St. Louis Property Assessments Are Way Up — Here's What You Can Do About It


Homeowners around Tower Grove Park are reeling from sharp increases on their property assessments. - COURTESY OF FLICKR/CHRIS YUNKER
  • Homeowners around Tower Grove Park are reeling from sharp increases on their property assessments.

St. Louis real estate prices are rising at a speed unseen since the housing crash — and they're pulling tax bills up with them.

More than one-third of the 140,000 properties in the city increased in value through its latest reassessment, and about 17,000 of those spiked by at least fifteen percent, according to the city assessor.

It's not everyone seeing an increase, however.

"Some will go up," St. Louis Assessor Freddie Dunlap says. "Some will go down and some will stay the same."

That's basically how it always works, he says, but this year was the first major jump in a decade. And if you happen to live in one of the increasingly popular neighborhoods surrounding Tower Grove Park, you were probably hit extra hard.

Andrew Arkills of the community activist group Team TIF mapped the new values to show the average increase (or decrease) by ward. He found the largest increases — an average hike of between 25 and 30 percent for single-family homes — surround the park.

The interactive map provides a graphic view of the sweeping increases in the neighborhoods. Some residents in the wards near Tower Grove Park notched values that more than doubled from their last assessment.

Dunlap says there's good reason for that.

"That area of South Grand, that area around Tower Grove Park, there have been major improvements," he says. So even if you didn't do anything to upgrade your house, you could see your appraisal increase sharply.

The assessor's office has set up a phone bank and, given the rising values, is preparing for about double the number of challenges this year.

"I'm sure there is a little bit of sticker shock," Deputy Assessor Shawn Ordway says.

The assessors are just trying to bring appraised values in line with current prices, Ordway and Dunlap say. The goal is to hit 90 to 100 percent of market value. They use a "mass appraisal" system, computed using data from across the city. They then check that against recent sales. If an appraisal suggests an increase of more than 15 percent, they send staff by to make an in-person inspection of the exterior of the house. (They can walk on your lawn, but they're not allowed to go inside your house without your permission.)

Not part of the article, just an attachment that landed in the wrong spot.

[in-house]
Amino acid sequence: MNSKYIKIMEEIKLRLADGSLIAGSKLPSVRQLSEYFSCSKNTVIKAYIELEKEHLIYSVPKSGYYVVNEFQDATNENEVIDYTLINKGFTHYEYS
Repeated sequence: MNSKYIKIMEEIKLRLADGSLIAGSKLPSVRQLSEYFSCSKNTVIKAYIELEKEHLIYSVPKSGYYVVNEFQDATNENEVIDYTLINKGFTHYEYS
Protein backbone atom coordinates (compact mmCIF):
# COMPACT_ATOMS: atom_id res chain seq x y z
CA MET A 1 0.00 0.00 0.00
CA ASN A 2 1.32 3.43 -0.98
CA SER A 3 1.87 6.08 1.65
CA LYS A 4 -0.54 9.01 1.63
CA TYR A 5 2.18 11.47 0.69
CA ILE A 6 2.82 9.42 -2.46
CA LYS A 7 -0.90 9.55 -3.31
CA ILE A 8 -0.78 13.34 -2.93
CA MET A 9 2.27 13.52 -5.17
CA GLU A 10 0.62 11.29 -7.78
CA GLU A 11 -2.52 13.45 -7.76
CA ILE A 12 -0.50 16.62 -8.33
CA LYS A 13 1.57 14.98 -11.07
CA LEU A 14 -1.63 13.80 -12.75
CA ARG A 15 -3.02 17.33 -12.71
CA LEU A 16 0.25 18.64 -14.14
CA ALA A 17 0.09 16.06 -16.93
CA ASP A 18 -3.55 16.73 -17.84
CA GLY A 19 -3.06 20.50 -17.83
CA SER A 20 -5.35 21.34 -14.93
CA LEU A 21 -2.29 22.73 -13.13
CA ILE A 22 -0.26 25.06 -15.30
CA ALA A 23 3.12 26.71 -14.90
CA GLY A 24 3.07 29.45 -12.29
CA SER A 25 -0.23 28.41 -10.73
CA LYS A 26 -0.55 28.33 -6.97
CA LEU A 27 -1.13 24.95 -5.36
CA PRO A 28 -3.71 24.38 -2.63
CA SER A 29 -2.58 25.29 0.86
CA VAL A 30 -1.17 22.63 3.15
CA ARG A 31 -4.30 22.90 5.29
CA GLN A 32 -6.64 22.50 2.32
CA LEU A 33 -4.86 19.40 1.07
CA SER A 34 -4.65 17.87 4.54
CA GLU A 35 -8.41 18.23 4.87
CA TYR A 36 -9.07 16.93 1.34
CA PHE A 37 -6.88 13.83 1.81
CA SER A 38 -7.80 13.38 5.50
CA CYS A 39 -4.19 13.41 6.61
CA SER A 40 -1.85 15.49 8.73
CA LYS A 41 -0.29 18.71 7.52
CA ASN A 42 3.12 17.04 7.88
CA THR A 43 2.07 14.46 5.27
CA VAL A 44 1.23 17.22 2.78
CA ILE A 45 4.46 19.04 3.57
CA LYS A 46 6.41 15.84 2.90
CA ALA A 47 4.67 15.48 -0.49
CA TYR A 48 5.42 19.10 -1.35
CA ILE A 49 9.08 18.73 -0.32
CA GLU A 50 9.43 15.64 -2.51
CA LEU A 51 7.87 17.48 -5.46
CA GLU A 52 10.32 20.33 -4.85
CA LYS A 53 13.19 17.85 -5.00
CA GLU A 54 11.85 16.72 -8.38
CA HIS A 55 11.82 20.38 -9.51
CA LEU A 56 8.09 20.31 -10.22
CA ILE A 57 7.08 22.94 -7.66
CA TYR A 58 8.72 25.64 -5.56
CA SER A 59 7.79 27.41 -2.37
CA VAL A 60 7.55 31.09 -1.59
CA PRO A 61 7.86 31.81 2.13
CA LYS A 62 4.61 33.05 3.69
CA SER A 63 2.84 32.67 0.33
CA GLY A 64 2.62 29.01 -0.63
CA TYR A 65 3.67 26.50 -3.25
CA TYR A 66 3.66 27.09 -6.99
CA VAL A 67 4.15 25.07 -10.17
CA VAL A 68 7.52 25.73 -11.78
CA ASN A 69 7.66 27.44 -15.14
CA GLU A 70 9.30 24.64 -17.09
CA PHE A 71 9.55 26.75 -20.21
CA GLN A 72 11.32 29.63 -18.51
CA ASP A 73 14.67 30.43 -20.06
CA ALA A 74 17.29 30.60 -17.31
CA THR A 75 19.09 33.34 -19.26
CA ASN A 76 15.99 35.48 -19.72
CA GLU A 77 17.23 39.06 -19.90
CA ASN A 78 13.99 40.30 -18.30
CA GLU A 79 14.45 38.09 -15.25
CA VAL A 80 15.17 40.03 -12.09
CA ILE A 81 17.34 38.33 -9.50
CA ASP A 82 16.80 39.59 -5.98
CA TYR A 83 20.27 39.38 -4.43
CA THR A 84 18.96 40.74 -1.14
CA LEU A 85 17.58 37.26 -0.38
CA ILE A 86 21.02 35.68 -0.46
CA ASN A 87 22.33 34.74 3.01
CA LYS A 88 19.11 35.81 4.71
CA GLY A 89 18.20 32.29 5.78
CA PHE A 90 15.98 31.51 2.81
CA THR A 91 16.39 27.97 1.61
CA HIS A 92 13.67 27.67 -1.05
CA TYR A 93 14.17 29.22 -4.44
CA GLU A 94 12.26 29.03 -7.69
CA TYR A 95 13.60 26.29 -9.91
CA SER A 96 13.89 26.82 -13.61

Citywide, the overall value of assessments climbed seven percent and about twelve percent for residential properties. The actual tax rate dipped slightly to 8.3043 from 8.3818.

The city posts the formula for calculating your tax bill on the assessor's site. First you need your assessed value. For home owners, that's 19 percent of your appraised value. Divide the assessed value by 100 and multiply that by the tax rate. The result is your property tax.

There are several options if you think the city messed up. The informal appeal period lasts until June 23. Call 314-589-6581 to schedule an appointment to challenge a residential assessment and 314-589-6586 for a commercial property.

Get ready to make your case with photos of damage the appraisers might have missed, comparable sales in the neighborhood or even your own appraisal by a licensed real estate appraiser. Talk about the value, not taxes. The assessors don't set the tax rate, so your job is to convince them that they've overlooked something that makes your property less valuable than they think. Dunlap and Ordway say they encourage people to call if there's a mistake. Ultimately, they want the correct value, they say.

The informal appeal is a pretty low-risk opportunity to negotiate a correction. The city might not agree to drop the value, but Ordway says they're also not going to look at your pictures and decide to raise the assessment.

If that doesn't work, you can take your case to the Board of Equalization between July 5 and August 25. You'll need to fill out an application for a hearing, and the deadline to make that request is July 10.

Dunlap and four city residents hear the cases, and then the residents decide what to do. Dunlap is the tie-breaker, if necessary. One thing to consider: The board has a responsibility to set the value at whatever they determine is the correct amount. It's rare, but unlike the informal appeal process, they could adjust the value up, leaving you with a more expensive tax bill than when you started.

Property owners can continue the fight to the Missouri State Tax Commission or even the courts. Few take it that far, but nothing says you can't try.

We welcome tips and feedback. Email the author at or follow on Twitter at @DoyleMurphy.

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